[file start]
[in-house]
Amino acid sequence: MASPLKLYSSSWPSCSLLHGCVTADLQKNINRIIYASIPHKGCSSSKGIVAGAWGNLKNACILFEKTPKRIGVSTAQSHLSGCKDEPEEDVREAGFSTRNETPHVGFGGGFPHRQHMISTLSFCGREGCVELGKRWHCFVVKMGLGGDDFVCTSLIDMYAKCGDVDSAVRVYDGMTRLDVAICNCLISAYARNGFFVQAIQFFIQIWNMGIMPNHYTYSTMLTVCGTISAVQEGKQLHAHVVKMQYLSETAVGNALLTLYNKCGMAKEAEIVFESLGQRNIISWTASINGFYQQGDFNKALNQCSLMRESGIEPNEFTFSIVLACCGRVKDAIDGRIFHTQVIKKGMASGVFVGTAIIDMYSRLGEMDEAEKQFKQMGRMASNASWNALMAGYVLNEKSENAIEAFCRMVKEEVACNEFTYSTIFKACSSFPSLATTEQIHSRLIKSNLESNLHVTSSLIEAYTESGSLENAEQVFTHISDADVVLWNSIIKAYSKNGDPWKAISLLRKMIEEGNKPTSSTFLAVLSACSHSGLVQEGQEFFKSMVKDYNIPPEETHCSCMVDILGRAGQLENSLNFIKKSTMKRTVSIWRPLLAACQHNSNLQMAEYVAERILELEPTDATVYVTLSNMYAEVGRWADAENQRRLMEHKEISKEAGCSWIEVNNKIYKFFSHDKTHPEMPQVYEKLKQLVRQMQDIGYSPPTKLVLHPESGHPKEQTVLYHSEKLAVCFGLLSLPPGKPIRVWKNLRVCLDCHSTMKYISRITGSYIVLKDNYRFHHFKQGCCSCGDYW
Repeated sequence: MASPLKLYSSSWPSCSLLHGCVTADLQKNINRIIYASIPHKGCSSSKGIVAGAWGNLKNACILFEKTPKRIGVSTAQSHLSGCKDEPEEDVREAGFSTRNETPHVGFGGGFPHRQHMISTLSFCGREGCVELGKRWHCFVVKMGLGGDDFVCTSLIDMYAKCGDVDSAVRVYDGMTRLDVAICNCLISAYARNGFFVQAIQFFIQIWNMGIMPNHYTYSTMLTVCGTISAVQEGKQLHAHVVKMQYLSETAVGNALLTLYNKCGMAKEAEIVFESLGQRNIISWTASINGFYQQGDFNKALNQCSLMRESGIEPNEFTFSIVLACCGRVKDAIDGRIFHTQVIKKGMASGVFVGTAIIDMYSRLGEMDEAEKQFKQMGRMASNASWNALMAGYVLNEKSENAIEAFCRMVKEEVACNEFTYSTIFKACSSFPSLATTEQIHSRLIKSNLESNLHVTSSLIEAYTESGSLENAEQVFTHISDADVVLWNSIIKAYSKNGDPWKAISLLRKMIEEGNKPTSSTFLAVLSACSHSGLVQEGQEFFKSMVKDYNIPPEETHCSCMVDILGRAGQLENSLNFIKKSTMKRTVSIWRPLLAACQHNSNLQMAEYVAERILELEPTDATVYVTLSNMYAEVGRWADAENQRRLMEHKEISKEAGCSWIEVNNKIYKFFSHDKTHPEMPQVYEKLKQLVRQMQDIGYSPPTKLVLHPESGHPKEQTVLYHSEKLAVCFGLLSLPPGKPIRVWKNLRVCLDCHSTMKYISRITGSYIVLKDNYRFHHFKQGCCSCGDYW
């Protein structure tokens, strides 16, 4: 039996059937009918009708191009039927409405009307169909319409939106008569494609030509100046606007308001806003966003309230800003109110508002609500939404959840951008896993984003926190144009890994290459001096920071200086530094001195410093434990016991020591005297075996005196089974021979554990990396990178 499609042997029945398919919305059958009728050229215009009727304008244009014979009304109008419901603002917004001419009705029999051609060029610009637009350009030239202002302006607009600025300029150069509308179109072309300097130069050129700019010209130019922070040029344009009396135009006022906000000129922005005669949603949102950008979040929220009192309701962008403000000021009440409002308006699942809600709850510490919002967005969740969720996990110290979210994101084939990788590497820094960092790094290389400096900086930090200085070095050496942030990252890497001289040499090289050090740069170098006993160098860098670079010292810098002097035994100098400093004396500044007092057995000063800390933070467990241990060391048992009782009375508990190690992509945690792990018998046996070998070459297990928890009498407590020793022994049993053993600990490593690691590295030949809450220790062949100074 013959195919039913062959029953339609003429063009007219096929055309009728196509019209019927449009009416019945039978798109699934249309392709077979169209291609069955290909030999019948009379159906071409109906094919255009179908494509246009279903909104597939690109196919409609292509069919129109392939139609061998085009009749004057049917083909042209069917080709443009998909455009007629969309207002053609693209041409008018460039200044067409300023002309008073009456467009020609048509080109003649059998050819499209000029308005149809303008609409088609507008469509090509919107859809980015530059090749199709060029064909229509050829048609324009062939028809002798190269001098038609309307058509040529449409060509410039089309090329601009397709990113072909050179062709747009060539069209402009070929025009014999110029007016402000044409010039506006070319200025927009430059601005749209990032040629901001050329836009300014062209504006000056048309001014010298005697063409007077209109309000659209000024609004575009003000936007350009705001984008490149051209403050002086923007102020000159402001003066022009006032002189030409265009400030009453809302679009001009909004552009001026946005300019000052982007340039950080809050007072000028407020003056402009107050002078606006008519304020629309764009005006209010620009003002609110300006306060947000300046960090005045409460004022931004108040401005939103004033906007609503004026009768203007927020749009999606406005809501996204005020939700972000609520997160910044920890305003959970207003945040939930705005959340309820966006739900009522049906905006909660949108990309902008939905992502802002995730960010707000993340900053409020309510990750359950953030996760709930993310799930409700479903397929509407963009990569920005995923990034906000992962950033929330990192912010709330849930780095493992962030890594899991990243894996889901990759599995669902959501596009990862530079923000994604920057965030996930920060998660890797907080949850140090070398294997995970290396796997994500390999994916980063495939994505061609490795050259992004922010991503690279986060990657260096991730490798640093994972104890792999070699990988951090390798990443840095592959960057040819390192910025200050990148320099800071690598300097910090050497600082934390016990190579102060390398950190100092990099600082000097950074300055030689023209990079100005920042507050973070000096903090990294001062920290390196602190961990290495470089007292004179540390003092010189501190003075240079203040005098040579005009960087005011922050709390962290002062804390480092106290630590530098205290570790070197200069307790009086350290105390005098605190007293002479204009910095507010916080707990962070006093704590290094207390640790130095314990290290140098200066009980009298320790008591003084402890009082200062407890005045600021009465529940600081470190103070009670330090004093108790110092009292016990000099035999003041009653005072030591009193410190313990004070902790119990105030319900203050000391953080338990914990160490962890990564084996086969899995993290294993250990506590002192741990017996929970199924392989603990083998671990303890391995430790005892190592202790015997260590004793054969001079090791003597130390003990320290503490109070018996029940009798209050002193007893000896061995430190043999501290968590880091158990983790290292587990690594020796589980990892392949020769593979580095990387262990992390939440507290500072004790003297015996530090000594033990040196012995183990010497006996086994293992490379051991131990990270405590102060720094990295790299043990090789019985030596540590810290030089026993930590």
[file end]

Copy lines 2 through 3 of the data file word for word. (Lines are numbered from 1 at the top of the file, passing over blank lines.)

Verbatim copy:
Amino acid sequence: MASPLKLYSSSWPSCSLLHGCVTADLQKNINRIIYASIPHKGCSSSKGIVAGAWGNLKNACILFEKTPKRIGVSTAQSHLSGCKDEPEEDVREAGFSTRNETPHVGFGGGFPHRQHMISTLSFCGREGCVELGKRWHCFVVKMGLGGDDFVCTSLIDMYAKCGDVDSAVRVYDGMTRLDVAICNCLISAYARNGFFVQAIQFFIQIWNMGIMPNHYTYSTMLTVCGTISAVQEGKQLHAHVVKMQYLSETAVGNALLTLYNKCGMAKEAEIVFESLGQRNIISWTASINGFYQQGDFNKALNQCSLMRESGIEPNEFTFSIVLACCGRVKDAIDGRIFHTQVIKKGMASGVFVGTAIIDMYSRLGEMDEAEKQFKQMGRMASNASWNALMAGYVLNEKSENAIEAFCRMVKEEVACNEFTYSTIFKACSSFPSLATTEQIHSRLIKSNLESNLHVTSSLIEAYTESGSLENAEQVFTHISDADVVLWNSIIKAYSKNGDPWKAISLLRKMIEEGNKPTSSTFLAVLSACSHSGLVQEGQEFFKSMVKDYNIPPEETHCSCMVDILGRAGQLENSLNFIKKSTMKRTVSIWRPLLAACQHNSNLQMAEYVAERILELEPTDATVYVTLSNMYAEVGRWADAENQRRLMEHKEISKEAGCSWIEVNNKIYKFFSHDKTHPEMPQVYEKLKQLVRQMQDIGYSPPTKLVLHPESGHPKEQTVLYHSEKLAVCFGLLSLPPGKPIRVWKNLRVCLDCHSTMKYISRITGSYIVLKDNYRFHHFKQGCCSCGDYW
Repeated sequence: MASPLKLYSSSWPSCSLLHGCVTADLQKNINRIIYASIPHKGCSSSKGIVAGAWGNLKNACILFEKTPKRIGVSTAQSHLSGCKDEPEEDVREAGFSTRNETPHVGFGGGFPHRQHMISTLSFCGREGCVELGKRWHCFVVKMGLGGDDFVCTSLIDMYAKCGDVDSAVRVYDGMTRLDVAICNCLISAYARNGFFVQAIQFFIQIWNMGIMPNHYTYSTMLTVCGTISAVQEGKQLHAHVVKMQYLSETAVGNALLTLYNKCGMAKEAEIVFESLGQRNIISWTASINGFYQQGDFNKALNQCSLMRESGIEPNEFTFSIVLACCGRVKDAIDGRIFHTQVIKKGMASGVFVGTAIIDMYSRLGEMDEAEKQFKQMGRMASNASWNALMAGYVLNEKSENAIEAFCRMVKEEVACNEFTYSTIFKACSSFPSLATTEQIHSRLIKSNLESNLHVTSSLIEAYTESGSLENAEQVFTHISDADVVLWNSIIKAYSKNGDPWKAISLLRKMIEEGNKPTSSTFLAVLSACSHSGLVQEGQEFFKSMVKDYNIPPEETHCSCMVDILGRAGQLENSLNFIKKSTMKRTVSIWRPLLAACQHNSNLQMAEYVAERILELEPTDATVYVTLSNMYAEVGRWADAENQRRLMEHKEISKEAGCSWIEVNNKIYKFFSHDKTHPEMPQVYEKLKQLVRQMQDIGYSPPTKLVLHPESGHPKEQTVLYHSEKLAVCFGLLSLPPGKPIRVWKNLRVCLDCHSTMKYISRITGSYIVLKDNYRFHHFKQGCCSCGDYW